BODEM 2/04/2020: Climate adaptation - The magic word 'Nature-Based Solutions'

10/04/2020

The many challenges facing our soils, from historical pollution to climate change, require new solutions. Nature-Based Solutions are such a new track and a number of these techniques are currently being investigated in pilot projects in Flanders and the Netherlands - with Europe just around the corner - for the effectiveness and application possibilities of 'working with nature'.. ... RESANAT stands for 'remediation of residual pollution using nature-based techniques' and is a Flemish-Dutch collaboration to refine a number of remediation techniques for PAHs and oil. In RESANAT seven small and large companies from the Netherlands and Flanders (iFLUX, Tauw Group, bio2clean, Jan De Nul NV, Witteveen+Bos Belgium, Dura Vermeer Infra Milieu, TTE Consultants) collaborate with knowledge institution Deltares and OVAM to stimulate the redevelopment of polluted sites in the Netherlands and Flanders. ... The LIFE project NARMENA ('Nature-based Remediation of Metal pollutants in Nature Areas to increase water storage capacity') deals with the approach to the remediation of water soils. For this purpose OVAM wants to develop and implement nature-based remediation methods that are both cost-effective and non-invasive in watercourses, riverbank zones and valley soils in Natura 2000, nature reserves and flood plains. OVAM is implementing this project together with the Agency for Nature and Forests and Natuurpunt, which owns and manages the nature areas. The Vlaamse Milieumaatschappij, as watercourse manager, is also a partner in this project together with the experts in the field of soil research and remediation ABO NV, bio2clean (phytoremediation) and ARCHE Consulting bvba (ecomodelling). ... read more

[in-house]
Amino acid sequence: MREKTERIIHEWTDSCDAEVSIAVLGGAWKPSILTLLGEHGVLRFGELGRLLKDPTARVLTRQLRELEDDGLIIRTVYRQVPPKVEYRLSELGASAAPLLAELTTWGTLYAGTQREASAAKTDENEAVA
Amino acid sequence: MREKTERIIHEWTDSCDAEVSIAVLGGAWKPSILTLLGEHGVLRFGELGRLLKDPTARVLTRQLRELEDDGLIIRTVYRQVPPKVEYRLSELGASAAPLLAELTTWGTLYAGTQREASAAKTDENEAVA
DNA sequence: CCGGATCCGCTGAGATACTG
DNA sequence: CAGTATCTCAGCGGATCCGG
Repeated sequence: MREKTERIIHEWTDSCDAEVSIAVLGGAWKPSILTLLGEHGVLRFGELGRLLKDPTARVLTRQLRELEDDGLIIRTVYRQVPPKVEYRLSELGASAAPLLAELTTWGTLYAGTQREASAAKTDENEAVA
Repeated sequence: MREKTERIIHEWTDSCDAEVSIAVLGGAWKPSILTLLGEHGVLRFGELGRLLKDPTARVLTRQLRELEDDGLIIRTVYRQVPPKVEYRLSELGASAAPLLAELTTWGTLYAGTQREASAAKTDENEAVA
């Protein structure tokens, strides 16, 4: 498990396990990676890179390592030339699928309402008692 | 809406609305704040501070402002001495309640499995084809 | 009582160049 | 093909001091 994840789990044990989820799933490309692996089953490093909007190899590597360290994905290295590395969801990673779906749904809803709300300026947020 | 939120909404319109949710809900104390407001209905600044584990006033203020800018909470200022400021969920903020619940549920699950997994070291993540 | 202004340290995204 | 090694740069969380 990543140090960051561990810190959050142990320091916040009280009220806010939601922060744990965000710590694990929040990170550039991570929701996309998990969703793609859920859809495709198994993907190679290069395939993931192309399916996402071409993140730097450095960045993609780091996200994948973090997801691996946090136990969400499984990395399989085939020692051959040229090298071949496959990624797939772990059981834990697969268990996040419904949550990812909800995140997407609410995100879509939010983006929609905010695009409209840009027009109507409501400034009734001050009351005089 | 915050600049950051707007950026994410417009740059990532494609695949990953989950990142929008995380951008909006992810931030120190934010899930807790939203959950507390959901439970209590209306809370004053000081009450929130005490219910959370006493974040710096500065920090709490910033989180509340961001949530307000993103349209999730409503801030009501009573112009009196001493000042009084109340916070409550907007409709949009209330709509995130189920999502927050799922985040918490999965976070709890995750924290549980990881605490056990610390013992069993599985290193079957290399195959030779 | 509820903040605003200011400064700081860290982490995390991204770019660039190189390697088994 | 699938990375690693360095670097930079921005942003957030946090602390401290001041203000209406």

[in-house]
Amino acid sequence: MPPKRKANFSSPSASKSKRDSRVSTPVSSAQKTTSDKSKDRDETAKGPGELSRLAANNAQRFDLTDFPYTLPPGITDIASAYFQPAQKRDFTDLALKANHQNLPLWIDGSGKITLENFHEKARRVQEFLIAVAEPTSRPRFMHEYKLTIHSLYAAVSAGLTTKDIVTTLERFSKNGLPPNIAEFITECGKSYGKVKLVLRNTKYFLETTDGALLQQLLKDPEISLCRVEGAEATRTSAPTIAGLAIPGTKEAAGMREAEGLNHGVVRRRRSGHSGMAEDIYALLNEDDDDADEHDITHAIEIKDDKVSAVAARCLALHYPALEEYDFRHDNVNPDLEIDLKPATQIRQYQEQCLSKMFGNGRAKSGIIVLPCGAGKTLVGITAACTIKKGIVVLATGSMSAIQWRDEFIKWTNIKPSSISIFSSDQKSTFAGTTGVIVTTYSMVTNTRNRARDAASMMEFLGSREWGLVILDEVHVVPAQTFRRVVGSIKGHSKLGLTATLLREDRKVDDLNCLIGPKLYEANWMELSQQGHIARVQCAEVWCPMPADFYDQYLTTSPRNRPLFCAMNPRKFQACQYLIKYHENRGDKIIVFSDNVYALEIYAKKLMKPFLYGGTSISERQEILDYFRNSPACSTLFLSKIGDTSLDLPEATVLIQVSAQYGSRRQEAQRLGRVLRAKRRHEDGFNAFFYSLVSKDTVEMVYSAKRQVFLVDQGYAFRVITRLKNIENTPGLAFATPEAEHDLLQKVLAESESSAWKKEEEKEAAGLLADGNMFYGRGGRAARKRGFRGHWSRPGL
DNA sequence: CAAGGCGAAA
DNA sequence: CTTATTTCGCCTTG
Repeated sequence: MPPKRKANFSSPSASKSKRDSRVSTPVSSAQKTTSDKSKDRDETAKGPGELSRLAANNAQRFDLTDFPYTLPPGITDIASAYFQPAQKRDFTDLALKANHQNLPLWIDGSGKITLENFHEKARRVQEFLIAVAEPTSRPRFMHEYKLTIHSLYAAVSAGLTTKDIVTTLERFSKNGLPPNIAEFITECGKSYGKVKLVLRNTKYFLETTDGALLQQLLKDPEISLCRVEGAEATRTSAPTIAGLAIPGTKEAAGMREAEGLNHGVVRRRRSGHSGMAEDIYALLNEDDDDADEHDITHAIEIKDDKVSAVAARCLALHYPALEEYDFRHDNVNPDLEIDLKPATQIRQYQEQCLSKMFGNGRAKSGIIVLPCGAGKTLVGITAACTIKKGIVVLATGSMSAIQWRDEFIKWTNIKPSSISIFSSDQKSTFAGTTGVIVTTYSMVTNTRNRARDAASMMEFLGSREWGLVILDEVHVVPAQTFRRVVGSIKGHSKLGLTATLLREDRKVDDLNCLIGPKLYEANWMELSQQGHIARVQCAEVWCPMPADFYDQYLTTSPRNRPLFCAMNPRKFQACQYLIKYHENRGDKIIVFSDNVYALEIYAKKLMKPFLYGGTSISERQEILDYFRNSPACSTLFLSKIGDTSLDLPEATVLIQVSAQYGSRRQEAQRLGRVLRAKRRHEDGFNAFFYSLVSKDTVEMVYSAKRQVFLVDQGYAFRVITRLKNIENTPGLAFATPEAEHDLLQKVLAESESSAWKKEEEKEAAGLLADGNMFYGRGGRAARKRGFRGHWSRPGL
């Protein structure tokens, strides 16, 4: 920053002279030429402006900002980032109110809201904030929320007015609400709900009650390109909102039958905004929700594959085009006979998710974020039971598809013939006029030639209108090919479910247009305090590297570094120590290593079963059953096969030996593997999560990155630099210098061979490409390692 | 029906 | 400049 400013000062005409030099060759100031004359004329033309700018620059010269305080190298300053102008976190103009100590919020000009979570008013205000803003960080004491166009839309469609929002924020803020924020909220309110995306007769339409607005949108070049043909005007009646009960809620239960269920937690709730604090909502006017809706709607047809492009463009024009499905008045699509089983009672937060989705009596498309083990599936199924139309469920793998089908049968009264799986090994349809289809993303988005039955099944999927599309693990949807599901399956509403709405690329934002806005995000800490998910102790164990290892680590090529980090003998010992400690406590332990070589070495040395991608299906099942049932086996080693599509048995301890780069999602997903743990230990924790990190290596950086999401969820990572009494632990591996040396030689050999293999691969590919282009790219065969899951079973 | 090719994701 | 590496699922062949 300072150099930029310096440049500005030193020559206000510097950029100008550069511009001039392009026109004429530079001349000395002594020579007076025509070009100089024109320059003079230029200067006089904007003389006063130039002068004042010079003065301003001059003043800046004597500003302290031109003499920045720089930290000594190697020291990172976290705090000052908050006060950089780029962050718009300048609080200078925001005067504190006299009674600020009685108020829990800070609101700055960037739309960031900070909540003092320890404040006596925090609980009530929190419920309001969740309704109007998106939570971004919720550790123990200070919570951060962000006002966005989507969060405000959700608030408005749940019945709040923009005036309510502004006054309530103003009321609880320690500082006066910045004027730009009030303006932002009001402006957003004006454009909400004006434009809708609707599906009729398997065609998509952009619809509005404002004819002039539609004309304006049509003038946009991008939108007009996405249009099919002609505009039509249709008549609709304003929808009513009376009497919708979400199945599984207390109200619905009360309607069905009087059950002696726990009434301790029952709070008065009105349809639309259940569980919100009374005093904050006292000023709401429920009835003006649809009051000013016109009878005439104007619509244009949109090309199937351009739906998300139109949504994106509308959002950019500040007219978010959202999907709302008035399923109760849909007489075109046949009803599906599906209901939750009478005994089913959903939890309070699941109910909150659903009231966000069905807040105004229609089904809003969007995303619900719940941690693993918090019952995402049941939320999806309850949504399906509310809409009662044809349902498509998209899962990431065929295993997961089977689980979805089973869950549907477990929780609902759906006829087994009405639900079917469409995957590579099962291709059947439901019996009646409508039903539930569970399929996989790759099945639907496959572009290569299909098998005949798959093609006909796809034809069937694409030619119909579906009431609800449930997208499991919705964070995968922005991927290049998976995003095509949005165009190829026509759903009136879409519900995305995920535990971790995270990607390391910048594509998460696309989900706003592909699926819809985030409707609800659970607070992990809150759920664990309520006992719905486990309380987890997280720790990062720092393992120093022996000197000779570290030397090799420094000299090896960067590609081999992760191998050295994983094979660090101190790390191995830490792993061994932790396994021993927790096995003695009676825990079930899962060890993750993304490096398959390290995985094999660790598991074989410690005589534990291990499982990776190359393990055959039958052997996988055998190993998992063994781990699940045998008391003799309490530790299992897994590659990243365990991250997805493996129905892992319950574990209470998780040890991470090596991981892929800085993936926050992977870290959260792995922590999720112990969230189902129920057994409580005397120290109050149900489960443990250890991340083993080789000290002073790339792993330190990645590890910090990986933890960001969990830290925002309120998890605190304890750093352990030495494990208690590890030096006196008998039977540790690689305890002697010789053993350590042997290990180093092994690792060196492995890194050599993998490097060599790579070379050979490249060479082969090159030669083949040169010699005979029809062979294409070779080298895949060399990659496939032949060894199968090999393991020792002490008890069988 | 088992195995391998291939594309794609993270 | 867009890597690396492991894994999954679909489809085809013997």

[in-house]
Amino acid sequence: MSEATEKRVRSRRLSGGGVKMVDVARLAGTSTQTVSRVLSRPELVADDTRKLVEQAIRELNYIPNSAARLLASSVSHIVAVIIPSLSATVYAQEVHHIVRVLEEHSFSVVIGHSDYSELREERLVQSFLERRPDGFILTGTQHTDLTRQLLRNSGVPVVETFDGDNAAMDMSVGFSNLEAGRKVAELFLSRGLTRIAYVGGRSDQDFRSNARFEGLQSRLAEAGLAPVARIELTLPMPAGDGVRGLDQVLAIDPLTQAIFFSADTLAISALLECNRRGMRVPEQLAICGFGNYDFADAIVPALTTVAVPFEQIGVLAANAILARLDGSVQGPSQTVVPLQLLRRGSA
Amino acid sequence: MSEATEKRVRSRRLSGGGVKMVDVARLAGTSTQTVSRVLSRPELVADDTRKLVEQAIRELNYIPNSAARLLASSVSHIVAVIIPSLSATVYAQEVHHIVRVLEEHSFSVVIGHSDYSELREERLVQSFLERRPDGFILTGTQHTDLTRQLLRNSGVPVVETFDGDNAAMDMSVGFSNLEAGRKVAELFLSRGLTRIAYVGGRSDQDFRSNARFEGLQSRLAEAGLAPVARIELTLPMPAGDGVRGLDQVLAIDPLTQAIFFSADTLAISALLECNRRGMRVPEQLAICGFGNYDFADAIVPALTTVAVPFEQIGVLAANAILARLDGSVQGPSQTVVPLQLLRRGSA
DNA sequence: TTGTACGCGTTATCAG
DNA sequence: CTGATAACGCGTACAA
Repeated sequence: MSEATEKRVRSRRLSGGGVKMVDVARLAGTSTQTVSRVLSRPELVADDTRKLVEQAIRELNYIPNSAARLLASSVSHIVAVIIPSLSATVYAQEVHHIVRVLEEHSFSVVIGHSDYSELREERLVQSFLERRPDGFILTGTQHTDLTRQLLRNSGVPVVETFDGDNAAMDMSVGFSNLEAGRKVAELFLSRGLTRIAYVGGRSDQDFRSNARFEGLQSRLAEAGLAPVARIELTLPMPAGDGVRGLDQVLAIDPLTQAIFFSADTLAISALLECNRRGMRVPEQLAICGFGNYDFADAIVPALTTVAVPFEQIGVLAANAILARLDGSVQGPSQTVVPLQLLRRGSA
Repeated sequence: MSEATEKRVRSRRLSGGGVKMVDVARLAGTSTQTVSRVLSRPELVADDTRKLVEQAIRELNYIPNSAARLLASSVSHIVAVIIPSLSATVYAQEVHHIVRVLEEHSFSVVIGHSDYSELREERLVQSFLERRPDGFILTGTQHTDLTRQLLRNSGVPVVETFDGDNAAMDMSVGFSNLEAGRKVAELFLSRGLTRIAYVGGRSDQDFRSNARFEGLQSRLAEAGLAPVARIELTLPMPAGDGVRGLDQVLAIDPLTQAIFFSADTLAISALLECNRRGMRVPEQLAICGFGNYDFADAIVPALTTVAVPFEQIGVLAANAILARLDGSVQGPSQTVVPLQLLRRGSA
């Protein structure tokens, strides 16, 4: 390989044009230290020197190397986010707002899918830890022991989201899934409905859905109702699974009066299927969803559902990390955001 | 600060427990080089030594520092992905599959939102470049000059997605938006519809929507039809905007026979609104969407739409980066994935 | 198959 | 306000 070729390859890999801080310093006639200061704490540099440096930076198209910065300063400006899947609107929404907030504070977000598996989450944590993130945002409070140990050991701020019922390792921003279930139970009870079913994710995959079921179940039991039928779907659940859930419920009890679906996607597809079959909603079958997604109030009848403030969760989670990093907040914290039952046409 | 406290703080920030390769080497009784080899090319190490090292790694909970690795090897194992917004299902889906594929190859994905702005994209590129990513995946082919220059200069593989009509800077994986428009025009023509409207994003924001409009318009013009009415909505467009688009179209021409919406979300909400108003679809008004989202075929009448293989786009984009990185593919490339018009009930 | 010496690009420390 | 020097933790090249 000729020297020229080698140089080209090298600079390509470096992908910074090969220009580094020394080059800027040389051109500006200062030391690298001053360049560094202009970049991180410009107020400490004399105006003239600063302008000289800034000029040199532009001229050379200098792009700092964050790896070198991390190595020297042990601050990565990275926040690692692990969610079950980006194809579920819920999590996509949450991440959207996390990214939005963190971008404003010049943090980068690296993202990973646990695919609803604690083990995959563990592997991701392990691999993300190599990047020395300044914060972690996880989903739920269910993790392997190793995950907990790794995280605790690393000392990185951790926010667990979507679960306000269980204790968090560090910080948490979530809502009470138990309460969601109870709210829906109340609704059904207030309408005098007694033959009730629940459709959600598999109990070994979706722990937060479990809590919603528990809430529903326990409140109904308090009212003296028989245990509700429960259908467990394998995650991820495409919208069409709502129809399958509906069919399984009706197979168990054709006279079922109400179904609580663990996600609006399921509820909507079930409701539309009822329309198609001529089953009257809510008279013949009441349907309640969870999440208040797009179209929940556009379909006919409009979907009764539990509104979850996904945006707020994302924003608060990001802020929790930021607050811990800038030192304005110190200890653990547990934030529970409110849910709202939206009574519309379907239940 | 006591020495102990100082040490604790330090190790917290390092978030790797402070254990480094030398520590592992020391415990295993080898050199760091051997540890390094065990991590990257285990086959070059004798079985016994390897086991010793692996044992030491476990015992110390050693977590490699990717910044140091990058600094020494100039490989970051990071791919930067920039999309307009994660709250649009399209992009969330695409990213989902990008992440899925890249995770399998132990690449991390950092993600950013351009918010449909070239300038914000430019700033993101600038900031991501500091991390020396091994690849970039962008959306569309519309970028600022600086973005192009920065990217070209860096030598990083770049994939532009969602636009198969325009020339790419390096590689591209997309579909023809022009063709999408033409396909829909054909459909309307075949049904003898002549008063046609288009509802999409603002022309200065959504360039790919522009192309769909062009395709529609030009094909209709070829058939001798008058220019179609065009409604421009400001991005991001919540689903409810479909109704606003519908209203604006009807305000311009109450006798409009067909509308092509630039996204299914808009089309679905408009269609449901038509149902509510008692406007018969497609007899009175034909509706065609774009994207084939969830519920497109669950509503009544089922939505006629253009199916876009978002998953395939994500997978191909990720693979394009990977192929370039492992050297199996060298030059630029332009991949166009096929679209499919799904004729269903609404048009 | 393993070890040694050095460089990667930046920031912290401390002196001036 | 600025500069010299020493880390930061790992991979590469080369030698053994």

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TRENDS 19/03/2020: Trees eliminate oil pollution!

20/04/2020